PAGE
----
Tuesday, January 05, 2010

When I mentioned to a friend recently that I'm re-reading Diana Gabaldon's Outlander series in preparation for reading Echo in the Bone, she grinned and said (I paraphrase), "I'm Claire, you know."

I grinned back and said, "Of course you are. So am I."

And there, in two sentences, is the magic of the series. Diana Gabaldon has created a heroine we all can identify with -- her foibles and passions, her talents and desires -- but most of all, her incredible love for Jamie Fraser. Claire is who we all want to be. An independent woman, intelligent and educated, who has a love so deep it withstands the travails of time itself.

The Fiery Cross is the fifth book in the Outlander series. In it we follow Jaime and Claire Randall as they build a life together in the wildnerness of North Carolina. The year is 1771 and the task is no small feat. There's a forest to tame, a community to build and a war looming on the horizon. Our hero and heroine are assisted in these endeavors by their daughter, Brianna, and her husband Roger as well as a host of minor characters who keep the action moving.

Hmmm, on the surface, that doesn't sound like much, does it? What keeps this from being a mundane historical read is the twist Diana Gabaldon brings: Clare, Brianna and Roger were all born in the 20th Century and have travelled back in time. They're often torn between acting on the knowledge they've brought back with them or letting events unfold as history will have it. This sets up some wonderful internal conflicts in the characters that adds depth to their lives and brings them into focus.

That said, I found this book to be, in places, skimmable. The first four books I read every word, slowing down as I got towards the end because I didn't want to finish too quickly. Those books balanced plot action with character development so each got their fair share.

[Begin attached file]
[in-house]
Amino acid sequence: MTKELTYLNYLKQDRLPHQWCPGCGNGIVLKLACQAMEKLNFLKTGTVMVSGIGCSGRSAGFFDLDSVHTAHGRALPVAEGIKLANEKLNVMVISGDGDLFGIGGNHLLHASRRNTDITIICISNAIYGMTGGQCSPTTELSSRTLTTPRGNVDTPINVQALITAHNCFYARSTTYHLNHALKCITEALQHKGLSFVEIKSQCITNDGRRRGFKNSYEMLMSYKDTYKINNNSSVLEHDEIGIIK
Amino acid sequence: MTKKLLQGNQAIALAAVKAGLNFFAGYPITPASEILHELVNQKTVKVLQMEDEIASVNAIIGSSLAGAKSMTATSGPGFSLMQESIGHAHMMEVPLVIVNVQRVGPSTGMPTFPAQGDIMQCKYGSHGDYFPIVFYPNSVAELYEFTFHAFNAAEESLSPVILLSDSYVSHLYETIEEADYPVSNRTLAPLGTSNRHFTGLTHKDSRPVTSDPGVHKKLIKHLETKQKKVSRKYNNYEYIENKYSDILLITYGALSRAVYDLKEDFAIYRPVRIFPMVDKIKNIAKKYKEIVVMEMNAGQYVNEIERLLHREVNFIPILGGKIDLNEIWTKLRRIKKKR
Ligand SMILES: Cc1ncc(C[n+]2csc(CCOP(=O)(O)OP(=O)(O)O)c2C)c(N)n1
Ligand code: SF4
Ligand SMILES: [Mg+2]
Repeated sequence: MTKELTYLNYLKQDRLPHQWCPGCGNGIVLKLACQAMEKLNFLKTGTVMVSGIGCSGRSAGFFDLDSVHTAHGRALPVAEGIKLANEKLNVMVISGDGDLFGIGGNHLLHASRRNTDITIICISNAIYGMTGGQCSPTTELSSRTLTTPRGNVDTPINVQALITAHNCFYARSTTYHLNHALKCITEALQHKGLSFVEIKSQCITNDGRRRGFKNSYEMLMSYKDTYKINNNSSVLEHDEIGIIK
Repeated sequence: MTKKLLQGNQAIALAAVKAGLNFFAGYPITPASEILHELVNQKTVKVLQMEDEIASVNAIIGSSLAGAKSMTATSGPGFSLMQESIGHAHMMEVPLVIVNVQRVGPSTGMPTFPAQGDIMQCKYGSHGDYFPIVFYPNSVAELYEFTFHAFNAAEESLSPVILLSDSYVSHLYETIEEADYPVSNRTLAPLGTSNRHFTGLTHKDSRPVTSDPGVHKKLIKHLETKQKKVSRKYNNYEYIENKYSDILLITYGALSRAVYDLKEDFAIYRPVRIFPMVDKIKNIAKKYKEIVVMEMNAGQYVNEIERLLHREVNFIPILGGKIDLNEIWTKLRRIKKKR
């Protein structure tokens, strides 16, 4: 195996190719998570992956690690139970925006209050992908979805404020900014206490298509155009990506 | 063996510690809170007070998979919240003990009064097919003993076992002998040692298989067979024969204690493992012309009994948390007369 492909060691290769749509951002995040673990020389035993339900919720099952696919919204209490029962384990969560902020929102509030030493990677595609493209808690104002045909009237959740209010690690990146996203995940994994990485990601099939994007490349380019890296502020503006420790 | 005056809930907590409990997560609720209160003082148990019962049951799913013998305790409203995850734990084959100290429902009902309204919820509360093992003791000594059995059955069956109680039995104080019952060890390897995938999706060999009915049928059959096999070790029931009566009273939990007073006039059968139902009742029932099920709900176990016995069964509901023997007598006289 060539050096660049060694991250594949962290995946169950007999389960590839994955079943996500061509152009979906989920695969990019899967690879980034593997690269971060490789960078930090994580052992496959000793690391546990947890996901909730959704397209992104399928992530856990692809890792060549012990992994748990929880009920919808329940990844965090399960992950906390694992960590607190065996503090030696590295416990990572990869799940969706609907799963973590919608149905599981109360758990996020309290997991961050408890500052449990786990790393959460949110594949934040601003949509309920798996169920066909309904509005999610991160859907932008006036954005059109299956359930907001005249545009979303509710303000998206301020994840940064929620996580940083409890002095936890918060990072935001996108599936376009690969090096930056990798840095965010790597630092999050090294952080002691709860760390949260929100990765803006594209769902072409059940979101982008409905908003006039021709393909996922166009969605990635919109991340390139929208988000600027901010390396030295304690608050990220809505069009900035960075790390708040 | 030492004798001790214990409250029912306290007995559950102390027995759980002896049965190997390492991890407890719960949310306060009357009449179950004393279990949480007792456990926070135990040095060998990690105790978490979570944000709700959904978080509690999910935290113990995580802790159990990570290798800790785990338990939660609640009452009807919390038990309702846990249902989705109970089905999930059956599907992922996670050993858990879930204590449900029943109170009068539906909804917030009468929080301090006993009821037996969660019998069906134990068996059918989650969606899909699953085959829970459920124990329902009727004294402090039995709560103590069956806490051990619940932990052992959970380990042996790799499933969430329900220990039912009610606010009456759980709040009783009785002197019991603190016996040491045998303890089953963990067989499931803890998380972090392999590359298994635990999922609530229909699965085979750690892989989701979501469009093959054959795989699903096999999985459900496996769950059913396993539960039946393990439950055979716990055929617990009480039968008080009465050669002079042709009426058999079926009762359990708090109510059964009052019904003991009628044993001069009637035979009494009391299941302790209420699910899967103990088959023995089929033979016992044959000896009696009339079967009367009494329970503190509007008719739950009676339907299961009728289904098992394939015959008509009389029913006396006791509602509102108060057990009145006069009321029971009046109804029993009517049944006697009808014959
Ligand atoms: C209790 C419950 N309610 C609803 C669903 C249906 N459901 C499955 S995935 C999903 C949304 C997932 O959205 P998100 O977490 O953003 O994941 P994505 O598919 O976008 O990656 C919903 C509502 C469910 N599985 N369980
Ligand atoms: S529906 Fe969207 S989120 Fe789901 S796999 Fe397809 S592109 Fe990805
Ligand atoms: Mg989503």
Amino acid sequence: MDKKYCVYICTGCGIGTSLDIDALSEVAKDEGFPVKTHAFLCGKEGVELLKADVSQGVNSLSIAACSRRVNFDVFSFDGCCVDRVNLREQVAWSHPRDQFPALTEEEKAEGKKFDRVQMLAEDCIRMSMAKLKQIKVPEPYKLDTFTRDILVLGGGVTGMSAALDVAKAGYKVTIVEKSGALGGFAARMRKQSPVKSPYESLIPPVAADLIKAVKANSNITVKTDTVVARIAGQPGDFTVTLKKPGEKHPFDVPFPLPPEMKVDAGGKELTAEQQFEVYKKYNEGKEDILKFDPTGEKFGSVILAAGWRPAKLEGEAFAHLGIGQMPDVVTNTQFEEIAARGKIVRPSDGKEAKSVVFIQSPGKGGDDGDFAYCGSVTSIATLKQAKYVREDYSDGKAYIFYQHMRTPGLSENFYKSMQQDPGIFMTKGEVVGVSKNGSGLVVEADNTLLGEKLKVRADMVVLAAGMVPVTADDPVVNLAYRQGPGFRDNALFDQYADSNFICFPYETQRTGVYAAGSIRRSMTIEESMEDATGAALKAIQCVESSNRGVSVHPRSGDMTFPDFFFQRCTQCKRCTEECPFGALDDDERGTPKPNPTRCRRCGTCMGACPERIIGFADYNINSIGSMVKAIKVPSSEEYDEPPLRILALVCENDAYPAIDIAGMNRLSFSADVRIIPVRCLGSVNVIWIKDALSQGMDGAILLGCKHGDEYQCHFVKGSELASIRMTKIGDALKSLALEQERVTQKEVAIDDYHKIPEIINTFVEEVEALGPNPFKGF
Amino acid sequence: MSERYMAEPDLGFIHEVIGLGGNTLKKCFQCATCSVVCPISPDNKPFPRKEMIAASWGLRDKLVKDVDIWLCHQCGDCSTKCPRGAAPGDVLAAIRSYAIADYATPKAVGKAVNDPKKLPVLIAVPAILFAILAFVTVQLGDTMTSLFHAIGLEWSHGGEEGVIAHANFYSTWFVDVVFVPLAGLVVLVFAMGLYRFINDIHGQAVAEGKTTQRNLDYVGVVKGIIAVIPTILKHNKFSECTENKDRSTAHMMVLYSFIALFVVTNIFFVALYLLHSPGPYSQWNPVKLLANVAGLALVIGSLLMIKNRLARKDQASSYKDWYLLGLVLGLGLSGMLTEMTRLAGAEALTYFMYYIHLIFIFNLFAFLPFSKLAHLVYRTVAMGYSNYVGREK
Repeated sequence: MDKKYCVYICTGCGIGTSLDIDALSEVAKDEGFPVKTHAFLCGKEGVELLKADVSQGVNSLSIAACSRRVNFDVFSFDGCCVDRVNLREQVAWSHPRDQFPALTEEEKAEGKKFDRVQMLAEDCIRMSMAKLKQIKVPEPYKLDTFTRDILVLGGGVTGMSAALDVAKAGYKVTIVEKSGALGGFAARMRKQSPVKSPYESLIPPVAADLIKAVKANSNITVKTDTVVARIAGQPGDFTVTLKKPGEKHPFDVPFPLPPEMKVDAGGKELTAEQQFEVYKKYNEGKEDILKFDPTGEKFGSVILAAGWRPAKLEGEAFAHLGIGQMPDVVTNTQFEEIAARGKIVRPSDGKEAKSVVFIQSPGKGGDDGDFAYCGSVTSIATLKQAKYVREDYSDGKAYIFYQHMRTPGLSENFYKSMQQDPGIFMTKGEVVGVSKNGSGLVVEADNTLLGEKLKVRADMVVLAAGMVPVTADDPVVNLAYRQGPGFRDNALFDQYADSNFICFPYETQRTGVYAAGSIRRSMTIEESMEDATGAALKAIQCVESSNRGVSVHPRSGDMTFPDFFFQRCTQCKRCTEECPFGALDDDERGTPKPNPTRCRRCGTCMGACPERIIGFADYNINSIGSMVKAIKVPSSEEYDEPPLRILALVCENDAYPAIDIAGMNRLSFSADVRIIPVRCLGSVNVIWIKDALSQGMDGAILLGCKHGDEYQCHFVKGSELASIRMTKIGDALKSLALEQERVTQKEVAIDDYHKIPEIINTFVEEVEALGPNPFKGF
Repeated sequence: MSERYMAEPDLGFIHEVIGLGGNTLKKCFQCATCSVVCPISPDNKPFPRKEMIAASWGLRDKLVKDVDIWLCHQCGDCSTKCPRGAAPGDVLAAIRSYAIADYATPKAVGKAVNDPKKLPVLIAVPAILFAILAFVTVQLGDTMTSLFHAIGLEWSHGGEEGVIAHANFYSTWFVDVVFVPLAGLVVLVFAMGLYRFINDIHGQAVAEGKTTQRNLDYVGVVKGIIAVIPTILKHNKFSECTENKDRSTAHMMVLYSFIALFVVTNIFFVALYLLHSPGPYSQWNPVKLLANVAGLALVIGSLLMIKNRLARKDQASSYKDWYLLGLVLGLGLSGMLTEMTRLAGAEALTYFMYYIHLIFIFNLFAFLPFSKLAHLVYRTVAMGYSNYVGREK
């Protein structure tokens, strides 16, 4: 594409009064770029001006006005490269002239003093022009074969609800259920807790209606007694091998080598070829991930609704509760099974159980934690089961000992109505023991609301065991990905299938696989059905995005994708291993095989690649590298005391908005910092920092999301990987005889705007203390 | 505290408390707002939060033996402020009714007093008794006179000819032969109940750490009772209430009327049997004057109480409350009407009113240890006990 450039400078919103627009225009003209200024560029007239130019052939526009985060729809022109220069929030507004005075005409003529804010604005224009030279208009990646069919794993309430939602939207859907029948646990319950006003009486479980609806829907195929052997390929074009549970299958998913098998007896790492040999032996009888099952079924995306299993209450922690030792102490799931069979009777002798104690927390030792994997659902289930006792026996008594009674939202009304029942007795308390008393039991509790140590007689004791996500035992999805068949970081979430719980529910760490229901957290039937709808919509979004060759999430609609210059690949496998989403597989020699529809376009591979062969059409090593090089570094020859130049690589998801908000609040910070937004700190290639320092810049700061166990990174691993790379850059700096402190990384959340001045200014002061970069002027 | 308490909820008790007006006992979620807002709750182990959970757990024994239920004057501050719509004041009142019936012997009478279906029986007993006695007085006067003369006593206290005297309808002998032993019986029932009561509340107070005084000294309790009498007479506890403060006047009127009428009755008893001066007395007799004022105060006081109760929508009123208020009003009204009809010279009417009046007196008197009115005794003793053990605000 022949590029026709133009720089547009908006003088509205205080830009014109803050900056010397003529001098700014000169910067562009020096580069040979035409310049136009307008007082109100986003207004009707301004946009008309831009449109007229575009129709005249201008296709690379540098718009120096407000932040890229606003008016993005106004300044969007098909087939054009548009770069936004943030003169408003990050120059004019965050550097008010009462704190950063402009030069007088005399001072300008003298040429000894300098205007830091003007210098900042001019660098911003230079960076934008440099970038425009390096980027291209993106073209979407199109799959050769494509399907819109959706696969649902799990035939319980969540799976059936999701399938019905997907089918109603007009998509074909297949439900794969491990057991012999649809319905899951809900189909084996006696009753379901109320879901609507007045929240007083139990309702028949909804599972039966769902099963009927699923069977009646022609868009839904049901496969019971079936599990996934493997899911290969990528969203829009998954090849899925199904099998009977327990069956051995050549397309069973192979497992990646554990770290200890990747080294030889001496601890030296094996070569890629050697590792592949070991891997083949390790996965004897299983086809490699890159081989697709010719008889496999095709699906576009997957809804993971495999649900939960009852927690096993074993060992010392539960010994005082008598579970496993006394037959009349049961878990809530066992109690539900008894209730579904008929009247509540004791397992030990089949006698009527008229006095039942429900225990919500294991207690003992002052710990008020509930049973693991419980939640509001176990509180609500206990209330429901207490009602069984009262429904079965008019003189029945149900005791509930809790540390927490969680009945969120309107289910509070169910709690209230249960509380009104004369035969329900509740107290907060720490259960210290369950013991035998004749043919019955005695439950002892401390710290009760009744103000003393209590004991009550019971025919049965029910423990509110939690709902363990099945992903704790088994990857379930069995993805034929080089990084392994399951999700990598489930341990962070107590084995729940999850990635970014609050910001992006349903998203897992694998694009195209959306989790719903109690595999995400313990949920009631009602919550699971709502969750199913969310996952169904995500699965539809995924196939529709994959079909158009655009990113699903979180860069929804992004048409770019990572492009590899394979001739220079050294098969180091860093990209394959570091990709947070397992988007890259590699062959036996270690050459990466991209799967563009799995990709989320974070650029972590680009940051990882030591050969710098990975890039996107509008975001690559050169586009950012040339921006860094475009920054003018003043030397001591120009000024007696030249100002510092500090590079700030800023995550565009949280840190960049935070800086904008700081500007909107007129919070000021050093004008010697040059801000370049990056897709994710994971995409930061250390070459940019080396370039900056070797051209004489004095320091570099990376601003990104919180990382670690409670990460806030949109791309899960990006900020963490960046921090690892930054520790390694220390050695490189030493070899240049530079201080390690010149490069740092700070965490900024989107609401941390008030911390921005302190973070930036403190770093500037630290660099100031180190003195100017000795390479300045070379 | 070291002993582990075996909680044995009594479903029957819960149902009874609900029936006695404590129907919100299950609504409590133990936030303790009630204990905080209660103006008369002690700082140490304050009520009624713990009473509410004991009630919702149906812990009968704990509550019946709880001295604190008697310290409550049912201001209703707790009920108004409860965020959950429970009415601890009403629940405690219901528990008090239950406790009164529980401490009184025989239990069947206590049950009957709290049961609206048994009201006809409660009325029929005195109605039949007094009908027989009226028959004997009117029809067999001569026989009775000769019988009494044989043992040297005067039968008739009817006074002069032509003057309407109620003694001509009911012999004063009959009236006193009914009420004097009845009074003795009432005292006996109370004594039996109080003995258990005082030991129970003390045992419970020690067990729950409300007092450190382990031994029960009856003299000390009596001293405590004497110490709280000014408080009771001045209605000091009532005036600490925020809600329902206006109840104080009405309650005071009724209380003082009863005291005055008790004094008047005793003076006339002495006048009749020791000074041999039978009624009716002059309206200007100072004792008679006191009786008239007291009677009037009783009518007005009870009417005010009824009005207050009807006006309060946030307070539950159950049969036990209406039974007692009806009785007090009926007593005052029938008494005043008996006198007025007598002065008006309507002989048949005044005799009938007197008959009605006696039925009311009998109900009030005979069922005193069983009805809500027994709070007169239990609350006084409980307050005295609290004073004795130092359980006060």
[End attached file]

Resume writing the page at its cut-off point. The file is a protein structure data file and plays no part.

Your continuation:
But with The Fiery Cross, there were sections I found that were over-long and my eyes skipped over the page looking for the next bit of action or character development. Most of those sections had to do with the description of the scenery. While I appreciate a beautiful sunrise or scenic view, to have entire sections of chapters dedicated solely to description of the scene made my eyes wander along the page till I found the action again.

To be honest, description has always been something I've skimmed. Taylor Caldwell was one of my favorite authors when I was in my teens, yet I found her pages and pages of description unnessary for my imagination. I painted in the picture as I saw it...give me the broad brush strokes and I was ready to go. The same with JRR Tolkien. I love The Lord of the Rings and appreciate the descriptions of the Shire and of Ithelien, but tend to skip over them from time to time.

Which is probably why I tend to use such broad strokes of description in my own writing. I don't really want to know every detail of the dungeon, or the car, or the house, or the hero and heroine for that matter. I want general shapes and that way my imagination can paint in the details the way I want them to be. Don't confine me with your vision -- let me have my own. And so, I skim over the descriptions when I find them going on too long as I did in The Fiery Cross.

I'd consider this the weakest of the five so far based solely on that drawback. The characters of Claire and Jaime are fun to watch as they move into middle age; Roger and Brianna take center stage several times and acquit themselves admirably. All in all, a good read rather than a great one.

NOTE to publisher (that would be Dell): consider including "Who's Who" appendix. There were several characters who made a reappearance in this book (Sergeant Murchison comes to mind) that made me stop and have to think, "Now who is that again?" A listing in the back with a one or two-line description would be most helpful!

Feel free to comment whether you've read the book or no! Oh dear -- now I'm sounding Scottish!


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